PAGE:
Wincent Colaiuta has no problem throwing flames at WordPress, but doesn’t see fit to enable comments. (Apparently disabled to make Movable Type more secure.) His table-layout blog isn’t too notable but it got linked from Daring Fireball so a lot of people saw his article trying to draw the line between a routine point release and encouraging people to never use WordPress on the public internet. Here are a few points for thought in response:

  • The SQL problem in 2.2 requires both registration to be enabled (off by default) and the blog to be upgraded to 2.2. It is a serious problem but I’ve heard of fewer than 5 exploits from the flaw. Even if you assume there are 100 blogs for every one we heard about, that’s still an incredibly small percentage of the millions of WordPresses out there, especially considering, as Wincent points out, the problem has been in the public for a while now.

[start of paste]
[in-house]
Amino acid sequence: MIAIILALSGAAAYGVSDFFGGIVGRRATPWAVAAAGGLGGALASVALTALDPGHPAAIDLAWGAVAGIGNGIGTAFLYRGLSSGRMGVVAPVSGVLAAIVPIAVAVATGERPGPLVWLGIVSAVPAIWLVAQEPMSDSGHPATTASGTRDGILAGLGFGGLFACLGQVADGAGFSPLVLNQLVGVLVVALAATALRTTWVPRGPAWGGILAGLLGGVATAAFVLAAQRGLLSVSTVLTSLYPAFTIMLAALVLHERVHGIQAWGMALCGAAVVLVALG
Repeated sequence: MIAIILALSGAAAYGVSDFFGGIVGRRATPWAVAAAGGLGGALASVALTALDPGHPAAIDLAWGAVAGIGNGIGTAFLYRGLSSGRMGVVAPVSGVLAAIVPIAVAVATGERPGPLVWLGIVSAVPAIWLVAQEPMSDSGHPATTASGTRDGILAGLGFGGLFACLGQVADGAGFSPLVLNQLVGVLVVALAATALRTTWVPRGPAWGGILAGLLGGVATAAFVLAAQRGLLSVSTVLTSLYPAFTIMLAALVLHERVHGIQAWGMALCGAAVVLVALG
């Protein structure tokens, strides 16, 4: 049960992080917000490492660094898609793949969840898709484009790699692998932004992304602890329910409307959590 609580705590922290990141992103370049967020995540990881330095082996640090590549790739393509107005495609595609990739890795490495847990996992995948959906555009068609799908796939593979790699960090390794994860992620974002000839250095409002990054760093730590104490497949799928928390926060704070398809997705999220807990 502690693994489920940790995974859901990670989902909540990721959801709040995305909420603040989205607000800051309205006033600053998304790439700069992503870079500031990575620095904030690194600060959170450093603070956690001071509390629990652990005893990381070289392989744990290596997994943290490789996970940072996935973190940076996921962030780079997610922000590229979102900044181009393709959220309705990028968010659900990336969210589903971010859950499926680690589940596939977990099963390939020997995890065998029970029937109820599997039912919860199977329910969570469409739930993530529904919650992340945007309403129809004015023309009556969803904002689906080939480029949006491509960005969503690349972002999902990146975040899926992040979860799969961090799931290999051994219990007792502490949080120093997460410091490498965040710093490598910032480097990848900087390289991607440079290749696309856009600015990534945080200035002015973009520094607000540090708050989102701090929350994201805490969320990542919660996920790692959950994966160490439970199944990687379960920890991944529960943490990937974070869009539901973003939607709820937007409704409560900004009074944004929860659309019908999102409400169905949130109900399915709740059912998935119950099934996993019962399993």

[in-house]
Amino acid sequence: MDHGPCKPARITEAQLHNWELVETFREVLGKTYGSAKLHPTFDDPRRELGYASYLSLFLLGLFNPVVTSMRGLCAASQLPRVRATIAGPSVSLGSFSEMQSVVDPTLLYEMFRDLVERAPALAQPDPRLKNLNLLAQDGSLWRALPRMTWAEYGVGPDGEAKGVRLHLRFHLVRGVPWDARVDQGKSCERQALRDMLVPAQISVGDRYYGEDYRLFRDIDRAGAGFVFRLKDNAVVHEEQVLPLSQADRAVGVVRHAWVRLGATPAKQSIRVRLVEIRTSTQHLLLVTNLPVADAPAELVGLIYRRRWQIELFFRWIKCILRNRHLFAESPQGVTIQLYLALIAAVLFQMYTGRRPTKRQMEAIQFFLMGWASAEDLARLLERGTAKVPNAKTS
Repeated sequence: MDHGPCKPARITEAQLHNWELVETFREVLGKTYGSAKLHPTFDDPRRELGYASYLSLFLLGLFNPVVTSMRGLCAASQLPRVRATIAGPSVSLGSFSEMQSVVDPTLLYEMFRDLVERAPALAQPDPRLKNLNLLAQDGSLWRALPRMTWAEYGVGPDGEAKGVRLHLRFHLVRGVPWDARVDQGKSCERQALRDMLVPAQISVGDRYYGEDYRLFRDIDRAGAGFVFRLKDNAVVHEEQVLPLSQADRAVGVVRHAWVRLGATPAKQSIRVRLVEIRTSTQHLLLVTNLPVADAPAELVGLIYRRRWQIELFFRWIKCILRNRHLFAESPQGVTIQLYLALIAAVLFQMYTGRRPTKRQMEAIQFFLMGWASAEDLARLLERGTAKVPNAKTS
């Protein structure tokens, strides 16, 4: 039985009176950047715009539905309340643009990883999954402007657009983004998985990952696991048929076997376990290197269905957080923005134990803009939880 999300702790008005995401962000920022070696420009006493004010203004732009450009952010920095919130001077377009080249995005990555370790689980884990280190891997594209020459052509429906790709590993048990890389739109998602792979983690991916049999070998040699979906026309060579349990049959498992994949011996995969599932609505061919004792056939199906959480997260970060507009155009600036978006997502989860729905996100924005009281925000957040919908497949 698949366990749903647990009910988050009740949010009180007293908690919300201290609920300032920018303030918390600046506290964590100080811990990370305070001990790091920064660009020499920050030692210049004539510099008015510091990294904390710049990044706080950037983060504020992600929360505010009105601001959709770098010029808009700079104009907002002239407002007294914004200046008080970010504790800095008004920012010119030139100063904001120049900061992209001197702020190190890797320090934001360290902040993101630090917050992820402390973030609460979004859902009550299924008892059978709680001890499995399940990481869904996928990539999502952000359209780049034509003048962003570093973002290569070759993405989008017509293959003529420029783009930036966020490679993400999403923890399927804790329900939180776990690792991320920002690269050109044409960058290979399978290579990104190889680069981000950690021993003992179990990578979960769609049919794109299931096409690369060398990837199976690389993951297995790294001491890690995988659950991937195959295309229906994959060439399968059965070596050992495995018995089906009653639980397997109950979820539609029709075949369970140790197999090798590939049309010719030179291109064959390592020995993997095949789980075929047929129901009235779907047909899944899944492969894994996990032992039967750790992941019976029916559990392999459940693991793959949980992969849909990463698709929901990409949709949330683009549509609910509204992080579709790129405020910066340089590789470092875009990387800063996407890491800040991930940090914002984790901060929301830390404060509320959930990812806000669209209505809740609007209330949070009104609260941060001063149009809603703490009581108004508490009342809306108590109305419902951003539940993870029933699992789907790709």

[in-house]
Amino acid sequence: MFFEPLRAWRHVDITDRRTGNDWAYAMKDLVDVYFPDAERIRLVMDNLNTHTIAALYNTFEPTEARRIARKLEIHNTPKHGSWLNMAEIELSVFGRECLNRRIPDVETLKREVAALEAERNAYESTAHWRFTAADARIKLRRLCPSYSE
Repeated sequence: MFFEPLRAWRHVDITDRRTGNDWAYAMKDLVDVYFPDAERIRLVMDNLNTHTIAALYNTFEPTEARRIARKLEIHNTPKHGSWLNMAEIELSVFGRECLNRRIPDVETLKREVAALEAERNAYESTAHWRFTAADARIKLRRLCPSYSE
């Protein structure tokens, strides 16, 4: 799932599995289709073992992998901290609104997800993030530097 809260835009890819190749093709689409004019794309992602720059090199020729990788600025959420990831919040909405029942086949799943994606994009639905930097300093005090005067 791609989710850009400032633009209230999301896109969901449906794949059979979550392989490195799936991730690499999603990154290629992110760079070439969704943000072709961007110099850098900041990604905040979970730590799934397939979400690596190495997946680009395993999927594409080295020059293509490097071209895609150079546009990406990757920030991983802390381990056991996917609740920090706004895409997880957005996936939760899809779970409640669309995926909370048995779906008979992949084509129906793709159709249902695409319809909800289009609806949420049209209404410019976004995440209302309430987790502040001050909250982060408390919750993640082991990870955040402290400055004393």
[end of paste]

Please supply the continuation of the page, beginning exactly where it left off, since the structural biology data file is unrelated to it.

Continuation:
• Getting people to upgrade web software is hard. We work as best we can with hosting companies, but a consideration is that it’s best to roll several security fixes into one release. It’s not responsible to do a release if we know of another problem, so sometimes there is a lag between an initial report and a final release, not to mention the testing required of a product used as much as WP.
  • Wincent digs up the server crack that modified the files of 2.1.1 for a few days. Ignoring the fact that it was a server issue and had nothing to do with WordPress the software, we actually had NO reported exploits of the problem. (Though I’m sure there are at least a handful out there with problems, it wasn’t enough to hit our radar.) Despite that we took a hit and publicized the issue as much as we could to get the word out.